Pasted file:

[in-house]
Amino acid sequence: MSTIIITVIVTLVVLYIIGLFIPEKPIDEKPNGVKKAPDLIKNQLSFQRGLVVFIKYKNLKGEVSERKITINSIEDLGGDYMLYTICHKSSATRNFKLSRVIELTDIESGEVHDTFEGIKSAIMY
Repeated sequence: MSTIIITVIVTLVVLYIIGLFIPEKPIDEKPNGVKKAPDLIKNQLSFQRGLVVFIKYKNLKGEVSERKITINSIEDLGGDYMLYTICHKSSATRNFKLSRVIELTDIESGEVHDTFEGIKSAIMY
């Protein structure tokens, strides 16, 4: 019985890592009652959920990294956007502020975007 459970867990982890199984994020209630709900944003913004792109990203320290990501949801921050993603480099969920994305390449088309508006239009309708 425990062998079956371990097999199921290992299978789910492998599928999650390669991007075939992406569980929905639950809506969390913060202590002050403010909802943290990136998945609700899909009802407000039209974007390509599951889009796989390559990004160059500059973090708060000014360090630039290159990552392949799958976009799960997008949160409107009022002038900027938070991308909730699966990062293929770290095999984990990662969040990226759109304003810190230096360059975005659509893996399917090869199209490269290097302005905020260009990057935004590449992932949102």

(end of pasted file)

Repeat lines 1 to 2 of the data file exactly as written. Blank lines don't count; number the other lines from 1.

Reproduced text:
[in-house]
Amino acid sequence: MSTIIITVIVTLVVLYIIGLFIPEKPIDEKPNGVKKAPDLIKNQLSFQRGLVVFIKYKNLKGEVSERKITINSIEDLGGDYMLYTICHKSSATRNFKLSRVIELTDIESGEVHDTFEGIKSAIMY